What's better than a cannibal planet? How about a GIANT cannibal planet? How about a GIANT cannibal planet that's in our solar system with us? No, it's not Unicron - it's Jupiter, the gas monster that now seems to have much more violence in its history than a mere storm system larger than the Earth.
When the sun first formed out of interstellar gas, the whole assembly had a fairly high rotational speed, so not all the dust fell into the fusion reactor furnace. A lot of it got spun out into a rotating disk. Local density fluctuations in this disk formed the cores of planets and moons, which gobbled up unused material to grow. Gas-cored planets like Jupiter and Saturn formed first, far more quickly than their rocky siblings.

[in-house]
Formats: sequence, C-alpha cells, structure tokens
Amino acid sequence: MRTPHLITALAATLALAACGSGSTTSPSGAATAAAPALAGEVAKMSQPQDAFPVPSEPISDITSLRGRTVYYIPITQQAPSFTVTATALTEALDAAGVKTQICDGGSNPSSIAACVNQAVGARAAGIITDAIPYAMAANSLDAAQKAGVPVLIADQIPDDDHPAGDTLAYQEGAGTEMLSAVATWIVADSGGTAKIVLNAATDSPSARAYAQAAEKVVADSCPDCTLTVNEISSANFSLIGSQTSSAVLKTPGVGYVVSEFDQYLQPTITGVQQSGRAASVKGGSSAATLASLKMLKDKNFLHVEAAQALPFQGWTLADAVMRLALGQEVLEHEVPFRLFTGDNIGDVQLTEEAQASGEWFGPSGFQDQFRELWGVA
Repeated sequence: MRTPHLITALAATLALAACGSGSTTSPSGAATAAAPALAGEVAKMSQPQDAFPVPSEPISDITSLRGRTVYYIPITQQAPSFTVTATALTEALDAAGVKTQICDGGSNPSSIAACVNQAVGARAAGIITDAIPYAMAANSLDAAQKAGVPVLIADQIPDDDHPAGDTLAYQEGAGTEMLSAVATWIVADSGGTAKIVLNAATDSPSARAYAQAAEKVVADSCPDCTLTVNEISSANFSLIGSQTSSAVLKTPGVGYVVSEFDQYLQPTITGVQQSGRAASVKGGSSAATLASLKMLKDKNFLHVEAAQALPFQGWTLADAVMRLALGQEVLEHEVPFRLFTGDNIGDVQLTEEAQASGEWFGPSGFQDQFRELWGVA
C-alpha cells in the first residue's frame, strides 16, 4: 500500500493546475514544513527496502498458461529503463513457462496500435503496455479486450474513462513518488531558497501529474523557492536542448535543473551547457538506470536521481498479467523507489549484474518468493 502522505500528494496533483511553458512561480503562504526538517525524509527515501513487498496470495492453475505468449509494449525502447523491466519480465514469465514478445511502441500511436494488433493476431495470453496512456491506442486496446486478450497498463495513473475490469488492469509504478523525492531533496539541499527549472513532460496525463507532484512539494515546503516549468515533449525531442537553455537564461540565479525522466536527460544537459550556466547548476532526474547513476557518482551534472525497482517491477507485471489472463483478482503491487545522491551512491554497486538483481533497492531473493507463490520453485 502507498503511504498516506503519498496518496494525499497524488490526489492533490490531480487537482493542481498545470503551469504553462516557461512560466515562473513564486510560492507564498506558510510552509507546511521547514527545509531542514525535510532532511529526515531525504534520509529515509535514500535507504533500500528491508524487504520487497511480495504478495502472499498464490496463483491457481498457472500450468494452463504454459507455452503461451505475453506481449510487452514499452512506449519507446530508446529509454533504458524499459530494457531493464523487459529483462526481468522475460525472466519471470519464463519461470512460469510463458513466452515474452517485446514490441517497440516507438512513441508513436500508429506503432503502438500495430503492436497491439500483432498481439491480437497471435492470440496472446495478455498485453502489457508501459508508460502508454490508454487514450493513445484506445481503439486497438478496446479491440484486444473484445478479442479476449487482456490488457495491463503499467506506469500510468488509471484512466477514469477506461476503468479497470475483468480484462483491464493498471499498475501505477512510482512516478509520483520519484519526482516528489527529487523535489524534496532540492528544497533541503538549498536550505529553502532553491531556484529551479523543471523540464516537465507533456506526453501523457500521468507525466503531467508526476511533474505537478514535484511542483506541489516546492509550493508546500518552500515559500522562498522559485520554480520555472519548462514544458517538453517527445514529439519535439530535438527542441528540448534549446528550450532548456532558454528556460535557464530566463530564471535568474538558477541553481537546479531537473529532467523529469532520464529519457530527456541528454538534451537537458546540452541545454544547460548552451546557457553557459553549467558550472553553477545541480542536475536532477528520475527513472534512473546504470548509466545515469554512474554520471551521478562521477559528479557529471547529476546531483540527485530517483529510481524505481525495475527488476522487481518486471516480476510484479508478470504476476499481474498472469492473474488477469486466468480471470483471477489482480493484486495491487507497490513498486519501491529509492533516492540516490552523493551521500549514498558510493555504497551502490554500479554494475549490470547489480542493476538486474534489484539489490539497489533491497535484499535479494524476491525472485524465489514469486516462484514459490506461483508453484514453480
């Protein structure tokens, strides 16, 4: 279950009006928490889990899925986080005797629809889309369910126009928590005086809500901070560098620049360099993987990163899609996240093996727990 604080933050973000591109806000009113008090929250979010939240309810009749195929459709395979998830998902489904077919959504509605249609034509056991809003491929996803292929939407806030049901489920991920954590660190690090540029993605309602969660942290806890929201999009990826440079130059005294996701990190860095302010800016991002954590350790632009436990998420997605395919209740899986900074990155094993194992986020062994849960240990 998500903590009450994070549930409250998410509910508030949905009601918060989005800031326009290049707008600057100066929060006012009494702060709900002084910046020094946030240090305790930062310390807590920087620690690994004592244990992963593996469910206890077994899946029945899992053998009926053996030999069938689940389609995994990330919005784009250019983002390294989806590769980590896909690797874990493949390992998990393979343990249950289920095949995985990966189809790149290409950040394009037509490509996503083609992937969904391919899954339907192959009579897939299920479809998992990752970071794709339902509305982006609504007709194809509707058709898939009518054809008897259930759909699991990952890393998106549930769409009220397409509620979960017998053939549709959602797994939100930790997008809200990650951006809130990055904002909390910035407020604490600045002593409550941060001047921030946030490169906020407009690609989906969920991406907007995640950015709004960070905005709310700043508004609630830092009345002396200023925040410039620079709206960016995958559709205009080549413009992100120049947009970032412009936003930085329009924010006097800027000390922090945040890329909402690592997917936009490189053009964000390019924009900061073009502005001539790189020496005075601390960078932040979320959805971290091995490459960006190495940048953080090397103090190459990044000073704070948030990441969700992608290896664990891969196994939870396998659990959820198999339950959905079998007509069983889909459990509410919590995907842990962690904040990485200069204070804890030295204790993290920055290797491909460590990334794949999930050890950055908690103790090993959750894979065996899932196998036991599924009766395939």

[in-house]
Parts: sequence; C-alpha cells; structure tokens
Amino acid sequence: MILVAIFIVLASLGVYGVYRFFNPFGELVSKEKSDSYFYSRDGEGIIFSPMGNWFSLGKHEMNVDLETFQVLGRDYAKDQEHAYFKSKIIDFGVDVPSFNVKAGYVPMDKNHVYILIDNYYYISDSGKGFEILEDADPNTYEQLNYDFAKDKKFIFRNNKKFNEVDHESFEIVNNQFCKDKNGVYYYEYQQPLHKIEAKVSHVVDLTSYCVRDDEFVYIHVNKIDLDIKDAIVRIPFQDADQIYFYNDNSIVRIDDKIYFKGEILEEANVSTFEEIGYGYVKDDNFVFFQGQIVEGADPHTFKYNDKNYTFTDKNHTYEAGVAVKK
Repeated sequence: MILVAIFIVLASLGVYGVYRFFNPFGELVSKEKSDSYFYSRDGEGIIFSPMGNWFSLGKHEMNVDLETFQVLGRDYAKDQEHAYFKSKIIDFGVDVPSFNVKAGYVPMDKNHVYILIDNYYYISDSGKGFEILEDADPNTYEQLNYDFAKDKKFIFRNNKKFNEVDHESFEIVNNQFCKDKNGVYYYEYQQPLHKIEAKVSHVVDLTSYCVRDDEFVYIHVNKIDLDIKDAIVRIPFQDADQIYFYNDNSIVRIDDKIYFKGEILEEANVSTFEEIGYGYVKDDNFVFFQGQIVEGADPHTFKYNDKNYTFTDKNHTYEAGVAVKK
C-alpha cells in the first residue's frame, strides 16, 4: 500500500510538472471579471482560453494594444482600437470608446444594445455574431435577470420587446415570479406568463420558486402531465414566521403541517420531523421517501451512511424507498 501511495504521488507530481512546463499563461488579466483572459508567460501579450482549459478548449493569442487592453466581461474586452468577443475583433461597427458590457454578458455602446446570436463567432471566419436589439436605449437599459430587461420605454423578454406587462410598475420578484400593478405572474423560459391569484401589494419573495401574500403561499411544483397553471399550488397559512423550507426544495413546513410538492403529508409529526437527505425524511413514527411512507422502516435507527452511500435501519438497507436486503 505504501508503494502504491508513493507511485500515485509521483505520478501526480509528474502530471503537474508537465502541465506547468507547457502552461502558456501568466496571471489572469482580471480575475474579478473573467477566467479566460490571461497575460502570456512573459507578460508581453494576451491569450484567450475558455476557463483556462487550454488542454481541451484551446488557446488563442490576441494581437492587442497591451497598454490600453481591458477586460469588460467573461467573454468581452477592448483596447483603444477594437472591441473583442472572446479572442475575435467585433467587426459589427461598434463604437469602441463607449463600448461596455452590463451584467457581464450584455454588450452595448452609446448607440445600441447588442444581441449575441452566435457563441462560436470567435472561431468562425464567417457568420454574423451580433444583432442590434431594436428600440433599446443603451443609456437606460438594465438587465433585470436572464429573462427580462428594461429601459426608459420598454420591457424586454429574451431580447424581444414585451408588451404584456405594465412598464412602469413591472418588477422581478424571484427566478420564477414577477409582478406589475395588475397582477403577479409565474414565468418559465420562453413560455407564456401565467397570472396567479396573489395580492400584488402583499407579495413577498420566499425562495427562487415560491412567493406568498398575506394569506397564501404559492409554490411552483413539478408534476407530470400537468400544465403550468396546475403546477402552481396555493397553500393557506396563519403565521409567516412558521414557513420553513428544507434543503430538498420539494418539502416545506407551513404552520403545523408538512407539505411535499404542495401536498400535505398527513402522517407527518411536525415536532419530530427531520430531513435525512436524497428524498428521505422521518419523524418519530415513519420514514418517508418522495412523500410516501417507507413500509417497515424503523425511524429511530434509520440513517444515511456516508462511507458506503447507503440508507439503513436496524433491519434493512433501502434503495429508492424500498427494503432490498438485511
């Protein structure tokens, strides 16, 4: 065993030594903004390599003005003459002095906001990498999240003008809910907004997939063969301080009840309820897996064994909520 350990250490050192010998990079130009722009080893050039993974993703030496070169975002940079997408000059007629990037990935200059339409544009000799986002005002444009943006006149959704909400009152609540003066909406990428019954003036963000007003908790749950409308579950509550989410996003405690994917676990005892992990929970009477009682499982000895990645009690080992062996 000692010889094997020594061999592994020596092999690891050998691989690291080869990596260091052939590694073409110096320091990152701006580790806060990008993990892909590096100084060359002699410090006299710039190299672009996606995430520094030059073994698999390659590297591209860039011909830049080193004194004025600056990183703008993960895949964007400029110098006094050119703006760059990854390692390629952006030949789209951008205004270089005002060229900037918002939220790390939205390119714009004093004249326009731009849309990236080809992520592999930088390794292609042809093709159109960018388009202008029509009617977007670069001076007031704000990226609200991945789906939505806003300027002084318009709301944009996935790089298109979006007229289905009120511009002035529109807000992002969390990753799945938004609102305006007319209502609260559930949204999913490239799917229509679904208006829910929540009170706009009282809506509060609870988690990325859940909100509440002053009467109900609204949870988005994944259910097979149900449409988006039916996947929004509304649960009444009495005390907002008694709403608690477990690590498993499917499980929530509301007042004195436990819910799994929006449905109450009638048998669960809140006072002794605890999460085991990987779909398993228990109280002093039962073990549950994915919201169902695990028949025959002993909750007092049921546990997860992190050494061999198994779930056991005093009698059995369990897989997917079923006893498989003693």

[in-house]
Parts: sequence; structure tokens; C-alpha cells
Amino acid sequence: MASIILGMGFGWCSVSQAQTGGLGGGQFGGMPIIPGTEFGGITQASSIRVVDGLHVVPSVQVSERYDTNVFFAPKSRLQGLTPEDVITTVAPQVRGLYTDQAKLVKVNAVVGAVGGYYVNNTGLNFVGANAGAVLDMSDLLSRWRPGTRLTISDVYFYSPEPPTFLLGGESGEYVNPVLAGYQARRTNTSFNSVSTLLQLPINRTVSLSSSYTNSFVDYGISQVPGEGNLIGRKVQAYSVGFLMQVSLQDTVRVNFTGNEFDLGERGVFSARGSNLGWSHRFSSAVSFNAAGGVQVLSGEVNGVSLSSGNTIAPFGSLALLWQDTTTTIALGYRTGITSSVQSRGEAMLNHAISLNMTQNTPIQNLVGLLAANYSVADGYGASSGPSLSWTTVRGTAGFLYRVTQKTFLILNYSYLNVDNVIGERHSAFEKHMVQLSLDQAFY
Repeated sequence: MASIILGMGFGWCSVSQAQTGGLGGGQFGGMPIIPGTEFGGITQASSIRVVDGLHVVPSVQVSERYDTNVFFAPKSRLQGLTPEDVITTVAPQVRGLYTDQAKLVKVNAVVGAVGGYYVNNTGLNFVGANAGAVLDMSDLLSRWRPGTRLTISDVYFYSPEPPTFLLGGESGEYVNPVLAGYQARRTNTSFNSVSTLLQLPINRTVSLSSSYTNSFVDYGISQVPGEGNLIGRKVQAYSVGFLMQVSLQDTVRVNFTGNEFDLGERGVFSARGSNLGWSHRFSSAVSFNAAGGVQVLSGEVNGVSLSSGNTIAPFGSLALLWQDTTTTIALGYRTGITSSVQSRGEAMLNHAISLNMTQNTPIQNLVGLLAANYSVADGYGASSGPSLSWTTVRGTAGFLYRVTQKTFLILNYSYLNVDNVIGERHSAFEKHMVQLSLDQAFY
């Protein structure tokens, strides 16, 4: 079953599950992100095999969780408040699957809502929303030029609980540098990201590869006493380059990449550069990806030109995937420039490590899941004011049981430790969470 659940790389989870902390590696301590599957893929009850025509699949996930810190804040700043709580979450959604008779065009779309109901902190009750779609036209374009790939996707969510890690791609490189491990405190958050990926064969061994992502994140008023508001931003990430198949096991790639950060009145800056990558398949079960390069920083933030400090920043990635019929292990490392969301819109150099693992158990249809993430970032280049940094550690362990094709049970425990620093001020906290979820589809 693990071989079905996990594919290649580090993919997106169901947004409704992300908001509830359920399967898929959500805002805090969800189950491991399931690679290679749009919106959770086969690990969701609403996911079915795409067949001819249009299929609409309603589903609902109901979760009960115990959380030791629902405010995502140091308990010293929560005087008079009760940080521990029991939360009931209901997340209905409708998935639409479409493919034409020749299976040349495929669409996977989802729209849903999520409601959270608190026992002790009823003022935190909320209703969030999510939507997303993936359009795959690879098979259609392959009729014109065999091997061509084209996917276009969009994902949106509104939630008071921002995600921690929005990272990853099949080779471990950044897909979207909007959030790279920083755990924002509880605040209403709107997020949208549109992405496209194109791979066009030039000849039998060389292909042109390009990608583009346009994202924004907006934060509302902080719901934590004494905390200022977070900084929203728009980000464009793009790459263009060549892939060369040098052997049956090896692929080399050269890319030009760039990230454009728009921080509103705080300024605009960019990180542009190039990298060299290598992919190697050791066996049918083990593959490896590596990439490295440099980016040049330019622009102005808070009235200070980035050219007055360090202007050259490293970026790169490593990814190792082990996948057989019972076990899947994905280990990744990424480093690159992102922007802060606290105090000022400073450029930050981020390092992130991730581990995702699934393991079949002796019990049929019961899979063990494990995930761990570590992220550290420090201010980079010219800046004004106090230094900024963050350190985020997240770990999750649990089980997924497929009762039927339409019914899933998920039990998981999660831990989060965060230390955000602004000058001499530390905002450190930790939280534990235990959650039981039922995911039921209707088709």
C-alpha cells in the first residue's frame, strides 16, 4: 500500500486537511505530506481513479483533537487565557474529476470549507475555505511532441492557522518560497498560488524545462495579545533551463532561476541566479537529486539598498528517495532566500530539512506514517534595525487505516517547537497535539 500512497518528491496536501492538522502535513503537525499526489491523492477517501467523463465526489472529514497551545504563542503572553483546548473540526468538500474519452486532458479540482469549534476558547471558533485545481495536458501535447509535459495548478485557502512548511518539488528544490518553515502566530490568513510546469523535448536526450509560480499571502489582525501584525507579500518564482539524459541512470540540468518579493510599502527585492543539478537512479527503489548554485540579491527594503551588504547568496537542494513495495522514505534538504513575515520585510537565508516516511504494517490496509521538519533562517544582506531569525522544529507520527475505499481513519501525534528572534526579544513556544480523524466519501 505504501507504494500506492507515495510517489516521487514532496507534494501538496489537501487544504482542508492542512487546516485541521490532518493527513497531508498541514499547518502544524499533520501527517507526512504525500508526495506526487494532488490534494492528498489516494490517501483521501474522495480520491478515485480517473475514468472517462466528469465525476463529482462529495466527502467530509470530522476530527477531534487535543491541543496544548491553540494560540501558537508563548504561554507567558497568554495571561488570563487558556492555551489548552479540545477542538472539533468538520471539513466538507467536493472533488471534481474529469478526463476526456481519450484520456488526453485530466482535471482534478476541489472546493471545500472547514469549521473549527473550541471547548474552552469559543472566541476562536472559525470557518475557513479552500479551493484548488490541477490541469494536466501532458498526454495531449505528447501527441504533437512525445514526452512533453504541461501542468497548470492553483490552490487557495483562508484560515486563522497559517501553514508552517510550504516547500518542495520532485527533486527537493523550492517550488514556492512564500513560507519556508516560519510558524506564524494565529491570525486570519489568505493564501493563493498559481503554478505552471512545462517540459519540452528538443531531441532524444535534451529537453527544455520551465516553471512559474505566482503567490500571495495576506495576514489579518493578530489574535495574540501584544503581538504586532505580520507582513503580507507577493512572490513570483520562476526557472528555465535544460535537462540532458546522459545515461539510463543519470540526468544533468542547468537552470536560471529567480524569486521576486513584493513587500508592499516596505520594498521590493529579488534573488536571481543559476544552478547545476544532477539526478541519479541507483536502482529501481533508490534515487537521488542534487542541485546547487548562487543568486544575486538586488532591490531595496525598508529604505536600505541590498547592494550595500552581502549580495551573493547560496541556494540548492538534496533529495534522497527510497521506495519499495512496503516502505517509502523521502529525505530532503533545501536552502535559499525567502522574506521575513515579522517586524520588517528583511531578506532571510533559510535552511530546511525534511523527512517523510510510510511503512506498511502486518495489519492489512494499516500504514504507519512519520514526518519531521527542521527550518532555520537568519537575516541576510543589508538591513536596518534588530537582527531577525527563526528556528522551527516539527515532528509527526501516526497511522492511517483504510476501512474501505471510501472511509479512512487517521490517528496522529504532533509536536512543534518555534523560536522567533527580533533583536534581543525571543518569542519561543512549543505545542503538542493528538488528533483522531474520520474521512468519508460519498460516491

The problem for Jupiter's doomed moons was that maintaining an orbit around a larger body means balancing centripetal acceleration against gravitational attraction, but these early orbiters had to slog through a relatively thick dust medium. The constant friction slowed the satellites until they eventually fell into the planet. This happened five times, in fact, until the current generation of moons formed just as the disk was running out of material.
Even more awesomely, the same picture applies on the larger scale - early gas-cored planets which happened to form too close to the sun could also have been dragged to extinction by dust friction. But since all the evidence was literally tossed into a giant fusion reactor, we may never know.
Posted by Luke McKinney.